Geomagnetic Storm to Reach Peak Strength, May Cause ‘Weak Power Grid Fluctuations’

By Andrew Chen
Andrew Chen
Andrew Chen
Andrew Chen is an Epoch Times reporter based in Toronto.
December 10, 2020Updated: December 10, 2020

A minor geomagnetic storm is expected to reach peak strength on Thursday, and may cause “weak power grid fluctuations,” the U.S. Space Weather Prediction Center said.

The G1 geomagnetic storm was observed on Tuesday as its strength increased over the past few days, according to the center. An initial alert warned of possible “power system voltage irregularities” and false alarms on certain protection devices.

Geomagnetic storms are major solar activities, such as the sudden changes in the speed and strength of the solar wind, that can disrupt the Earth’s magnetic fields and directly affect operations like mineral exploration, navigation compass, and directional drilling. The storms duration can vary from hours to days, according to Space Weather Canada.

The U.S. National Oceanic and Atmospheric Administration (NOAA) measures the strength of geomagnetic storms on a scale of G1 (minor) to G5 (extreme). The storm activity on Thursday is estimated to be on G1 (minor) level, which can bring “intermittent satellite navigation and low-frequency radio navigation problems.”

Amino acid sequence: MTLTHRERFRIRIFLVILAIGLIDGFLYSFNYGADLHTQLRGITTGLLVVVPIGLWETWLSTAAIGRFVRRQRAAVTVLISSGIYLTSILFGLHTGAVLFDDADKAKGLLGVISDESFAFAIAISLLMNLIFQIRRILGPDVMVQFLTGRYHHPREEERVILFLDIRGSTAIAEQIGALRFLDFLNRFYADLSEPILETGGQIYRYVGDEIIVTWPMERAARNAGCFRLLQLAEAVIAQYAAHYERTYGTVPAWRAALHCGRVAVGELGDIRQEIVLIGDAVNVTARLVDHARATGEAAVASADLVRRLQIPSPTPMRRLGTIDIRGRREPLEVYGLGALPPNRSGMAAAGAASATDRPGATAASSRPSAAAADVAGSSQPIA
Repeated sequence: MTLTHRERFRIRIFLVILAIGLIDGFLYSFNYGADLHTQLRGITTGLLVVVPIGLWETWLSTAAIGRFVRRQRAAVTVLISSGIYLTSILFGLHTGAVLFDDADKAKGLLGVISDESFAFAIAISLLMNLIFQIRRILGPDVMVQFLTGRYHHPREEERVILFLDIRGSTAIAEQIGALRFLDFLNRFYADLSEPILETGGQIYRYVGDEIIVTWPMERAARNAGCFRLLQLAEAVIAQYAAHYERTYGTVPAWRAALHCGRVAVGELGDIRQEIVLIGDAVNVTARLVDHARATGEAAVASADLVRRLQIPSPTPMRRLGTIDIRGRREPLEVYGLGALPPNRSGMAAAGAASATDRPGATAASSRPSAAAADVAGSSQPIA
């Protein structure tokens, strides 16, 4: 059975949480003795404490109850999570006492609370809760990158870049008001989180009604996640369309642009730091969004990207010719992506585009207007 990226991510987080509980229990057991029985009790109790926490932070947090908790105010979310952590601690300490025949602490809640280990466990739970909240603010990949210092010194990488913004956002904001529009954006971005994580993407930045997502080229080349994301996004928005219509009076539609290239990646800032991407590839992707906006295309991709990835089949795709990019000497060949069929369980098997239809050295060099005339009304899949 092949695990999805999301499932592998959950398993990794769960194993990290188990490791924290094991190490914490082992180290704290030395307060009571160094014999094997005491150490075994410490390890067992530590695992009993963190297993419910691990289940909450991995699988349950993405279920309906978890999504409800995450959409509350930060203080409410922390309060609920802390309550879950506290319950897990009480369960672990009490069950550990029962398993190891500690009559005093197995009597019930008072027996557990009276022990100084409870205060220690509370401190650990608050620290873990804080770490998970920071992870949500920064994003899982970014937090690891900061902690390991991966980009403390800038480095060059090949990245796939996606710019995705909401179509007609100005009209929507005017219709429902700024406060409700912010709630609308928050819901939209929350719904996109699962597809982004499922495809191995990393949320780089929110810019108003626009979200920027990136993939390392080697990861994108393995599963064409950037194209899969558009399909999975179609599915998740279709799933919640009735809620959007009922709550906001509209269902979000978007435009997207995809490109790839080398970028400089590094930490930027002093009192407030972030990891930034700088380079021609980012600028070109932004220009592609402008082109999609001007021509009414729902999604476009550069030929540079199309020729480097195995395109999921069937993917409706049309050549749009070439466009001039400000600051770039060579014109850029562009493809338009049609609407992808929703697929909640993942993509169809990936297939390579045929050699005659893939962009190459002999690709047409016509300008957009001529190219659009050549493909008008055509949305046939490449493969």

Geomagnetic storms can also generate unexpected electric currents, damaging power transmission system and causing blackouts. One notable case was the March 1989 Quebec Blackout, in which the Hydro-Quebec power grid collapsed, leaving 6 million people in Quebec and the northeastern United States out of power for several hours.

“We are prepared,” Brett Hallborg, the senior system control manager at B.C. Hydro, told the Vancouver Sun. “What it does is it causes our power equipment to malfunction. It could lead to a widespread power failure, which is what happened in Quebec in the 1980s.”

However, Hallbrog said that power cuts are the worst-case scenario and is unlike to occur this time.

“Our plan is to try and make the power systems as robust as we can,” he said. “The currents that could be induced in the Earth’s surface are what we are nervous about.”

In Canada, geomagnetic activities are observed and delimited to three zones: the polar cap; the auroral zone; and the sub-auroral zone. The strongest geomagnetic activity and disturbances are observed in the auroral zone.

Aurora may be seen as low as Pennsylvania to Iowa to Oregon due to the geomagnetic storms.